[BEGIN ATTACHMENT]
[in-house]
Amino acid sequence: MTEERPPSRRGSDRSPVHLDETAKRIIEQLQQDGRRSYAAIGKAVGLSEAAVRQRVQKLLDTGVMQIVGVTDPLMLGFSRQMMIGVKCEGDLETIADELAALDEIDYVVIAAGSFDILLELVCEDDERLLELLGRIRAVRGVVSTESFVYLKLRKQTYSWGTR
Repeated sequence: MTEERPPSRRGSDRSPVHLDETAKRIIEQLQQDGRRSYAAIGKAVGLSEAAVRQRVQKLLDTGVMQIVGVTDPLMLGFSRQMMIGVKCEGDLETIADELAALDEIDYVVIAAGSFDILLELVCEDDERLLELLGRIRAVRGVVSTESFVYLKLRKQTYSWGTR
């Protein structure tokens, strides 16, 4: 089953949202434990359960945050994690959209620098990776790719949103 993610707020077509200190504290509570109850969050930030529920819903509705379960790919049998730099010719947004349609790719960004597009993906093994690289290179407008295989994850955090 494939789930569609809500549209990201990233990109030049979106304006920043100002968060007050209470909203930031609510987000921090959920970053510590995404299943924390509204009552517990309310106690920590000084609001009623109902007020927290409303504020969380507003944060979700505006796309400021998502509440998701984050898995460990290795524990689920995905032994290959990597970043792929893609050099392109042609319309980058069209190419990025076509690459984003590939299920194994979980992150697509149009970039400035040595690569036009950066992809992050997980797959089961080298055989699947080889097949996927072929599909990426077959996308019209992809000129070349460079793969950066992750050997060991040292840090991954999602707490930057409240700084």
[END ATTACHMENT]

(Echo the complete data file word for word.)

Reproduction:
[in-house]
Amino acid sequence: MTEERPPSRRGSDRSPVHLDETAKRIIEQLQQDGRRSYAAIGKAVGLSEAAVRQRVQKLLDTGVMQIVGVTDPLMLGFSRQMMIGVKCEGDLETIADELAALDEIDYVVIAAGSFDILLELVCEDDERLLELLGRIRAVRGVVSTESFVYLKLRKQTYSWGTR
Repeated sequence: MTEERPPSRRGSDRSPVHLDETAKRIIEQLQQDGRRSYAAIGKAVGLSEAAVRQRVQKLLDTGVMQIVGVTDPLMLGFSRQMMIGVKCEGDLETIADELAALDEIDYVVIAAGSFDILLELVCEDDERLLELLGRIRAVRGVVSTESFVYLKLRKQTYSWGTR
């Protein structure tokens, strides 16, 4: 089953949202434990359960945050994690959209620098990776790719949103 993610707020077509200190504290509570109850969050930030529920819903509705379960790919049998730099010719947004349609790719960004597009993906093994690289290179407008295989994850955090 494939789930569609809500549209990201990233990109030049979106304006920043100002968060007050209470909203930031609510987000921090959920970053510590995404299943924390509204009552517990309310106690920590000084609001009623109902007020927290409303504020969380507003944060979700505006796309400021998502509440998701984050898995460990290795524990689920995905032994290959990597970043792929893609050099392109042609319309980058069209190419990025076509690459984003590939299920194994979980992150697509149009970039400035040595690569036009950066992809992050997980797959089961080298055989699947080889097949996927072929599909990426077959996308019209992809000129070349460079793969950066992750050997060991040292840090991954999602707490930057409240700084």